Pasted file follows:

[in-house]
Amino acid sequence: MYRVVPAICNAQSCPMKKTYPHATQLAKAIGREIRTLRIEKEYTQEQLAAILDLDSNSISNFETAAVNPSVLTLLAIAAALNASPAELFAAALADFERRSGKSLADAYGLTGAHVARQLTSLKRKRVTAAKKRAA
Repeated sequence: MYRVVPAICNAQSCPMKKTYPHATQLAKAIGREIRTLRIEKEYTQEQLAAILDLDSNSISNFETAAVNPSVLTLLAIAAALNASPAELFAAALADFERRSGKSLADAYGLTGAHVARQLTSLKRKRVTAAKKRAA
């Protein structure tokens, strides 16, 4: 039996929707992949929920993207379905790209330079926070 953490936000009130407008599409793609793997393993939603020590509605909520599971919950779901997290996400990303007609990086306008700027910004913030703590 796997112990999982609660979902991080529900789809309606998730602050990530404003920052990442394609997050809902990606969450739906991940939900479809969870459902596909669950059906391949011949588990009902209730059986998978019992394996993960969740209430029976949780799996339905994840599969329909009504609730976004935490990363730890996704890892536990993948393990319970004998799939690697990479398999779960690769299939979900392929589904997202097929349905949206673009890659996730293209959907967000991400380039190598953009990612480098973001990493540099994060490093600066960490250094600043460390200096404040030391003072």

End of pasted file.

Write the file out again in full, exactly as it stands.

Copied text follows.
[in-house]
Amino acid sequence: MYRVVPAICNAQSCPMKKTYPHATQLAKAIGREIRTLRIEKEYTQEQLAAILDLDSNSISNFETAAVNPSVLTLLAIAAALNASPAELFAAALADFERRSGKSLADAYGLTGAHVARQLTSLKRKRVTAAKKRAA
Repeated sequence: MYRVVPAICNAQSCPMKKTYPHATQLAKAIGREIRTLRIEKEYTQEQLAAILDLDSNSISNFETAAVNPSVLTLLAIAAALNASPAELFAAALADFERRSGKSLADAYGLTGAHVARQLTSLKRKRVTAAKKRAA
């Protein structure tokens, strides 16, 4: 039996929707992949929920993207379905790209330079926070 953490936000009130407008599409793609793997393993939603020590509605909520599971919950779901997290996400990303007609990086306008700027910004913030703590 796997112990999982609660979902991080529900789809309606998730602050990530404003920052990442394609997050809902990606969450739906991940939900479809969870459902596909669950059906391949011949588990009902209730059986998978019992394996993960969740209430029976949780799996339905994840599969329909009504609730976004935490990363730890996704890892536990993948393990319970004998799939690697990479398999779960690769299939979900392929589904997202097929349905949206673009890659996730293209959907967000991400380039190598953009990612480098973001990493540099994060490093600066960490250094600043460390200096404040030391003072």